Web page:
When, in the winter of 2015, Andrew Carmellini opened Little Park in the Smyth Hotel in Tribeca, I wrote for the New York Observer, for whom I was the restaurant critic, that the restaurant “flourishes precisely because its innovations appear modest and easy to grasp.” (I have no memory of writing that, but it sounds good.) What I do remember was it being a light and airy space, signaling a step toward healthy eating from a chef known more for his filling fare at Lafayette, Locanda Verde, et al. What I remember are scores of breakfasts accompanied by well-coddled eggs and business lunches over his beetroot risotto.
Last week, when I walked into Smyth Tavern, those memories flooded back, both real and unreal. Little Park, beacon of beige, had blinkered out. The new tenant for the corner space, Smyth Tavern, is the brainchild of the restaurateur John McDonald, and as close to Clarence Odbody as Soho has. The light curtains have been replaced by mahogany paneling. Empty space has been filled with large, framed photographs by Peter Schlesinger, Len Prince, and Anne Collier (they are on loan from a private collector). And the bar, hitherto where one simply waited for one’s table, was lively. I settled myself into a deep banquette and ordered a drink, then more drinks.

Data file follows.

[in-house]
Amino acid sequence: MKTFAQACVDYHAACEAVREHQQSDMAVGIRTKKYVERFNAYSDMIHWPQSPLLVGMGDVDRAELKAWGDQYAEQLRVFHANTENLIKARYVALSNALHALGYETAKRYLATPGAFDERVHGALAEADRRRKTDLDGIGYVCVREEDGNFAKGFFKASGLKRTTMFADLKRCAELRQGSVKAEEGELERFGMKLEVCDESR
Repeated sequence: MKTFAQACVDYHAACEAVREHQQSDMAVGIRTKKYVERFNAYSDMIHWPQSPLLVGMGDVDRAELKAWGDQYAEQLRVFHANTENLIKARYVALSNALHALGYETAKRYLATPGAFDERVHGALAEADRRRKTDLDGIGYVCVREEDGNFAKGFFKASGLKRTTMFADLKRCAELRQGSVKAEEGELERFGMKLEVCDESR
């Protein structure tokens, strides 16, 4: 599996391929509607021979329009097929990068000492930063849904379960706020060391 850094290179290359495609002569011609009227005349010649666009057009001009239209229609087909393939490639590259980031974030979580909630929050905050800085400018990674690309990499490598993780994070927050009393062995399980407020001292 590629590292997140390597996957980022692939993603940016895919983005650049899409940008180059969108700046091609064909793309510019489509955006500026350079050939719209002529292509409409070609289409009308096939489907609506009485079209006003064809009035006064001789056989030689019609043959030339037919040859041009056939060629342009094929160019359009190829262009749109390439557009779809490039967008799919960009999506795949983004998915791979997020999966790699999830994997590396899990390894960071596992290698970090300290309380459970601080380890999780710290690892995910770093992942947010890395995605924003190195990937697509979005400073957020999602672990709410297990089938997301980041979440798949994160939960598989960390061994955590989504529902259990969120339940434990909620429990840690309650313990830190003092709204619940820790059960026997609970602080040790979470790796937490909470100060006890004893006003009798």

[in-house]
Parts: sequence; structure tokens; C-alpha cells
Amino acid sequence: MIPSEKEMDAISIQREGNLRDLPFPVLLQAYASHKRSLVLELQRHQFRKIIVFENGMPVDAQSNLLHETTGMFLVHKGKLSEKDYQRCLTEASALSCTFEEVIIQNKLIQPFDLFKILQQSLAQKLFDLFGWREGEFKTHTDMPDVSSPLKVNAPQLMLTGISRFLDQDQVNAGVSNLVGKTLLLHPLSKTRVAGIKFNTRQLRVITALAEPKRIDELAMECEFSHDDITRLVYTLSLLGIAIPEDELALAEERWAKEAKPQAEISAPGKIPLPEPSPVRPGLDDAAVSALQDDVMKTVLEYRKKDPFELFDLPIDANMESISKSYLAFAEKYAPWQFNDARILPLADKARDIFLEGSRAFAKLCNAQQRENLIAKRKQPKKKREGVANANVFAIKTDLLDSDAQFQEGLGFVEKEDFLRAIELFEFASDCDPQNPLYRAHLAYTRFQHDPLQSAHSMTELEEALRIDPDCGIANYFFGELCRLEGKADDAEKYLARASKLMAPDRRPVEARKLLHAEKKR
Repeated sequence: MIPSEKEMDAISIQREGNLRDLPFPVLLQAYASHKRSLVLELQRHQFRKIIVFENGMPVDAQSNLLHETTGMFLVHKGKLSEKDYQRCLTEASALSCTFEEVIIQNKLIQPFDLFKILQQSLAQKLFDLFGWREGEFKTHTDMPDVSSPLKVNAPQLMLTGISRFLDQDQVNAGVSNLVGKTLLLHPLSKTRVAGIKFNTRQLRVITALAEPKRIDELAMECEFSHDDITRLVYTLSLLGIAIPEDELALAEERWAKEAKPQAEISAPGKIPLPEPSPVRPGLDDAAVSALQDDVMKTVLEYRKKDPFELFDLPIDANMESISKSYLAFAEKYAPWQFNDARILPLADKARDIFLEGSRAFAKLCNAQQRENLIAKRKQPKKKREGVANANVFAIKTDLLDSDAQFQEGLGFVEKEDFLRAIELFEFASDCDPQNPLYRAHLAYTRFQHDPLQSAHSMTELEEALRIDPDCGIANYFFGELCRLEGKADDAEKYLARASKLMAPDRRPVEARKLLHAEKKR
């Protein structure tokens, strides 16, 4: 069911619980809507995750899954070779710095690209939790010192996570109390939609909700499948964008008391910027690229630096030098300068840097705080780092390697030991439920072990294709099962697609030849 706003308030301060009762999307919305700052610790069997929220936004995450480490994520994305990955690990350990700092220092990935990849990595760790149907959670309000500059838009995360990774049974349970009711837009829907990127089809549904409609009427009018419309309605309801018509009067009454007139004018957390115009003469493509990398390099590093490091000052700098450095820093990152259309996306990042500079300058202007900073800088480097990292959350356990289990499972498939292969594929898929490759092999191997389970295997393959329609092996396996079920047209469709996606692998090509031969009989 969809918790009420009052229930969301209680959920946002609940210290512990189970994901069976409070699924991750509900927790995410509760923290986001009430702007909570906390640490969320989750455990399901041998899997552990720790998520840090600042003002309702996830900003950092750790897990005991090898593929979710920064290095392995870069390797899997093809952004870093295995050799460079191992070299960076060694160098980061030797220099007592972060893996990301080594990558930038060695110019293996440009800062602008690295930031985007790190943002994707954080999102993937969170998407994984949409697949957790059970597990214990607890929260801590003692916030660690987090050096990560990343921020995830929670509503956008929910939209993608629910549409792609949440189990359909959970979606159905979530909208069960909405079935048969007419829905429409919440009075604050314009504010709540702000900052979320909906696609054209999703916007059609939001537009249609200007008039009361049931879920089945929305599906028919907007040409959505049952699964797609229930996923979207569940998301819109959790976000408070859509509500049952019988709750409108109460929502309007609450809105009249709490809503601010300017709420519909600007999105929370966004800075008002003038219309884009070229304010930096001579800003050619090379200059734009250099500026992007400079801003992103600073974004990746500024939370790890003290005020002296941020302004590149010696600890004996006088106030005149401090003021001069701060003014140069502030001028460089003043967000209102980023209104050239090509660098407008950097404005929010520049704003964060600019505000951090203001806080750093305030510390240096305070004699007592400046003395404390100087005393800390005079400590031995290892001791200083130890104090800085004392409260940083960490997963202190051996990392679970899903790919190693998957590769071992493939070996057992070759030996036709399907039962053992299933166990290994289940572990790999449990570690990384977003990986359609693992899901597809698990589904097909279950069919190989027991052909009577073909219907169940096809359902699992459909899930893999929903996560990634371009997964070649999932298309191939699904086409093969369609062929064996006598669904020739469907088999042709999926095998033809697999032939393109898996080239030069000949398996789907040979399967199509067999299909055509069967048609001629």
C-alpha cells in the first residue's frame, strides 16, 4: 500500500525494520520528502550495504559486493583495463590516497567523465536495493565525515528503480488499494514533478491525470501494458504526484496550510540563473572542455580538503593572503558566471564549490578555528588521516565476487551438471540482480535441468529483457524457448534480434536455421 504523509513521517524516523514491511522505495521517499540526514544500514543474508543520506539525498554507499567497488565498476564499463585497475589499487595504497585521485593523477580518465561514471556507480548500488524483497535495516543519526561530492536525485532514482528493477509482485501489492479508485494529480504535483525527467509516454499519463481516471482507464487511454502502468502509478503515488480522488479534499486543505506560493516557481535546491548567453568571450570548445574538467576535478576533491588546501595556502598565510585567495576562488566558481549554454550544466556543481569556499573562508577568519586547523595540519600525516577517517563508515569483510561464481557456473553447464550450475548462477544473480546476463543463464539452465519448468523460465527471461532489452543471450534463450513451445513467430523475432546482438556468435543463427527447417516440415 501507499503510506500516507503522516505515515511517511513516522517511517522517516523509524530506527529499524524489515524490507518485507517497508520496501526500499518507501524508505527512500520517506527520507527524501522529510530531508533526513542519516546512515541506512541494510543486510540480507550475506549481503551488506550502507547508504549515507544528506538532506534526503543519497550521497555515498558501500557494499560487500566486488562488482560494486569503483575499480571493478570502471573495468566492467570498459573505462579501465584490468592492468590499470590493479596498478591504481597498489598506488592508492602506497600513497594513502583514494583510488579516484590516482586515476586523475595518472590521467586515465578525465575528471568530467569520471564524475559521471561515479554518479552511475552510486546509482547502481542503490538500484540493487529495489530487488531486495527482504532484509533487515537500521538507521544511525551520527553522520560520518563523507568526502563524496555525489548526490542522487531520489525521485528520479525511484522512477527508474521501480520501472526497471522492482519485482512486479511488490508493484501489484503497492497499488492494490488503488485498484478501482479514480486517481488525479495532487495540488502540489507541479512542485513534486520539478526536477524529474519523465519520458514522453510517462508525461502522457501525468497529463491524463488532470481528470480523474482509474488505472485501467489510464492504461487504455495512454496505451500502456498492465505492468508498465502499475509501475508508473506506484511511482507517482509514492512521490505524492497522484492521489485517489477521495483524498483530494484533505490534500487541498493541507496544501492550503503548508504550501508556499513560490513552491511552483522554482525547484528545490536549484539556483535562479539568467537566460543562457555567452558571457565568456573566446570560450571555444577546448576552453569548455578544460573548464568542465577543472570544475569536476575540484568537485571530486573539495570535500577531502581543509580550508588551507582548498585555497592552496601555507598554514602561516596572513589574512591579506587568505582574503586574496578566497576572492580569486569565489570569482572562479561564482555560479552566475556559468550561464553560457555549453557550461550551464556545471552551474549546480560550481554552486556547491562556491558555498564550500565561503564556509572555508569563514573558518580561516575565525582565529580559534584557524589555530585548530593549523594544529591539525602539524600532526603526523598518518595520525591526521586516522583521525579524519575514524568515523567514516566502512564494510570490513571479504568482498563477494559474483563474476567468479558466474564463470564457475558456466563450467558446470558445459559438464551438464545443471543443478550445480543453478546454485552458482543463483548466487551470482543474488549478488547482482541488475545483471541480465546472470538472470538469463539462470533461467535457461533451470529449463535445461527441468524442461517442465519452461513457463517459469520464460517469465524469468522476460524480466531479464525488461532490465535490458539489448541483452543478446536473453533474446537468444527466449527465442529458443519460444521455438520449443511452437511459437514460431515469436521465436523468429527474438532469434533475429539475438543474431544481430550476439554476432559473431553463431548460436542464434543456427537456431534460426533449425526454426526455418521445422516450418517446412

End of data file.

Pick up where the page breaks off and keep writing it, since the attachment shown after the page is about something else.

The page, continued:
It has become de rigueur these days to have a super fancy Manhattan on the cocktail list that towers above the other drinks in terms of consideration and price. Smyth Tavern’s variation, at $40, is by far the most expensive drink on the menu — the other cocktails hover around $18 — and is, by far, the best. Stiff as a schoolmarm’s spine, the drink weds Maker’s Mark Cask Strength whiskey with an artisanal corn-based whiskey called Abasolo from Mexico and silky Suntory Toki from Japan. It’s rounded out by a sweet vermouth made in the Finger Lakes and an amaro made in Brooklyn. It’s not quite Manhattan, but it’s ambitious and powerful enough to make it here.